In every country I’ve visited, I’ve seen open defecation. Latrines are sometimes available at schools, but usually in insufficient numbers (one or two for hundreds of students) and are sometimes not used because they’re too dirty, as the whole community may have been using them. Plus, they’re rarely accessible to persons with disabilities. The lack of latrines particularly affects the schooling of girls when they begin menstruating. A research study conducted by the World Bank Group shows links between latrine availability and children’s size and development, confirming the need for proper toilets (and use of them) in schools.
5. Health services
In inclusive education, schools should respond to the learning needs of all children. For children with disabilities, for instance, it means providing access to rehabilitation measures and assistive devices. For those with physical and sensorial disabilities, you may find a few services in developing countries (e.g., wheelchairs, glasses, hearing aids, etc.), but many other services, such as speech therapy, rarely exist. In Cambodia, for example, there are no speech therapists and no programs to train them.
Yet, this service would save lives: people with untreated swallowing disorders are 13 times more likely to suffer premature death. It would also serve all children with difficulties learning to speak, communicate and simply learning to read. This could meet an enormous need, as only around 50% of children in Africa are able to read and write by the end of their fifth year of schooling. However, global poverty could decline by 12% if all students in low-income countries acquired basic reading skills.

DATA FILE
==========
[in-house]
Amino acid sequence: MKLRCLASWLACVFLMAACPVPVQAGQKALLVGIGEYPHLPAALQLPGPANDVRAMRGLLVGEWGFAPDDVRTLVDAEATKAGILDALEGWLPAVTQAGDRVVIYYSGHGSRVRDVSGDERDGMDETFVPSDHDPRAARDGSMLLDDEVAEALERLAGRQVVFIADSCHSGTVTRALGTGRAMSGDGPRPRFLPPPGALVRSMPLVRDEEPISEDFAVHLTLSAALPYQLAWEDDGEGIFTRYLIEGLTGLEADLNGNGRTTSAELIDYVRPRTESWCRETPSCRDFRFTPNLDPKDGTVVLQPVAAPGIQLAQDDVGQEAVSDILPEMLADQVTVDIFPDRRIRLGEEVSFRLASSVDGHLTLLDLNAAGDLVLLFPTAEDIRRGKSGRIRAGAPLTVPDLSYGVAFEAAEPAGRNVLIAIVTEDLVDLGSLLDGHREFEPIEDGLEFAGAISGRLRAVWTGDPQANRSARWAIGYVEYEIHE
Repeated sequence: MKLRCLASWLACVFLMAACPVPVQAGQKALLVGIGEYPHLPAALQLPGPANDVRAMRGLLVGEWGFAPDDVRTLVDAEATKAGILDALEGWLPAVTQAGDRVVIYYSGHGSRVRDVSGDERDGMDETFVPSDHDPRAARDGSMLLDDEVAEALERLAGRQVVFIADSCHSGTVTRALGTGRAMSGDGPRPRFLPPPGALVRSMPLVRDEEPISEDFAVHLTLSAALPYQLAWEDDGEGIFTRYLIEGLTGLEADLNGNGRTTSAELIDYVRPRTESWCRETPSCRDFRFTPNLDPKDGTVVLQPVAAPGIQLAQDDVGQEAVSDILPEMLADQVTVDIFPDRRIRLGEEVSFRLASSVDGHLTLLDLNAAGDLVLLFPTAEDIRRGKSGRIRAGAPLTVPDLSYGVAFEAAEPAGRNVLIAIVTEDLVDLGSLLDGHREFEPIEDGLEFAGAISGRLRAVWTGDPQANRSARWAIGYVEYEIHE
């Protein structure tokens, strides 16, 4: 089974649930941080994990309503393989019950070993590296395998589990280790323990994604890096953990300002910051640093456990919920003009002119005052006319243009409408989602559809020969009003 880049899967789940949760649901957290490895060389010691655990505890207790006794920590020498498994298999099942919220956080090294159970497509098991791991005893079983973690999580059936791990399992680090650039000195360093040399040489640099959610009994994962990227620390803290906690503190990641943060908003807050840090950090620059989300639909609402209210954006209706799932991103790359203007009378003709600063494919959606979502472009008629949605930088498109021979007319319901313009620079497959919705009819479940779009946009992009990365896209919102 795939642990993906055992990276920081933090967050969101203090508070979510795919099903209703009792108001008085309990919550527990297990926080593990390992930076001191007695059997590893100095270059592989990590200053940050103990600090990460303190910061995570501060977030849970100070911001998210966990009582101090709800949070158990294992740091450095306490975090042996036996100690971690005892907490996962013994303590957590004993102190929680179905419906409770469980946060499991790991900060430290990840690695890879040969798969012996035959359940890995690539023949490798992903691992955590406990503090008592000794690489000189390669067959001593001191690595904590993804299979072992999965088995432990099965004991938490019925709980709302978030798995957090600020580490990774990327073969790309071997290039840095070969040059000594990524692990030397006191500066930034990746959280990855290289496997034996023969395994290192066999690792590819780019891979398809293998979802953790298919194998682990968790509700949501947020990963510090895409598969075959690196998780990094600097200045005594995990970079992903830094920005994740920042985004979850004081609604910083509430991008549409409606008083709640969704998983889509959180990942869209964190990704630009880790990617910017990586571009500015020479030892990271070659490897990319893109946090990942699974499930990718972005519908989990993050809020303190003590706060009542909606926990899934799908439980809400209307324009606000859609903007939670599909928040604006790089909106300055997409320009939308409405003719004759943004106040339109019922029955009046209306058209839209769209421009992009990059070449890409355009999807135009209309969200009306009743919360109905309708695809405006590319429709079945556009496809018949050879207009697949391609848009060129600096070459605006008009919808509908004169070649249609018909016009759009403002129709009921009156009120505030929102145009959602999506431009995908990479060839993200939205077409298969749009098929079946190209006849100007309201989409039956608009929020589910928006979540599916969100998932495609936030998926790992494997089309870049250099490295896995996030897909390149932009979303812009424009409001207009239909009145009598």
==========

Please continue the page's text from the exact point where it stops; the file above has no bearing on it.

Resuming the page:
If we start talking about mental health, the needs are huge and just not covered. Mental health is the “the poor cousin” of heath programs in developing countries. According to the World Health Organisation (WHO), there are 0.05 psychiatrists and 0.16 specialised nurses per 10,000 inhabitants in low-income countries. High-income countries have 200 times more. In 2012, Cambodia’s Centre for Children and Adolescent Mental Health had one psychiatrist and seven beds, for a population of around 14 million people who suffered the Khmer Rouge genocide 40 years ago.
6. Lack of health staff
Teachers in many developing countries are often asked to identify and screen for disabilities, to offer psychosocial support, to refer children to specialised services, etc. But teachers are meant to teach, not to do the job a school nurse. Where these services are needed, we should advocate for hiring nurses to conduct school visits on at least an annual basis. They may not reach the most vulnerable out-of-school children, but it would be a start.
In the status quo, we train teachers to teach in front of hungry children, who are at risk of limited cerebral and psychomotor development or who are not even at school because they’re sick. We ask parents, school committees or parent-teacher associations to participate in income-generating activities they have no means to implement. We ask teachers to perform health services.
These issues might not technically be in my sector, but they’re a serious hindrance to everything I try to implement in schools. It’s time for health to come into schools, and time for us to more seriously discuss cross-cutting issues.
Sandrine Bohan-Jacquot is a consultant working with the Enabling Education Network (EENET) in Cambodia. She specialises in the fields of inclusive education, disability and teacher training, and has six years of teaching experience. Sandrine has also consulted and implemented projects for a variety of governments, international agencies and NGOs in Central Asia, Southeast Asia and Africa.
Featured image shows primary school students participating in a school feeding program in Malawi. Photo by Sandrine Bohan-Jacquot.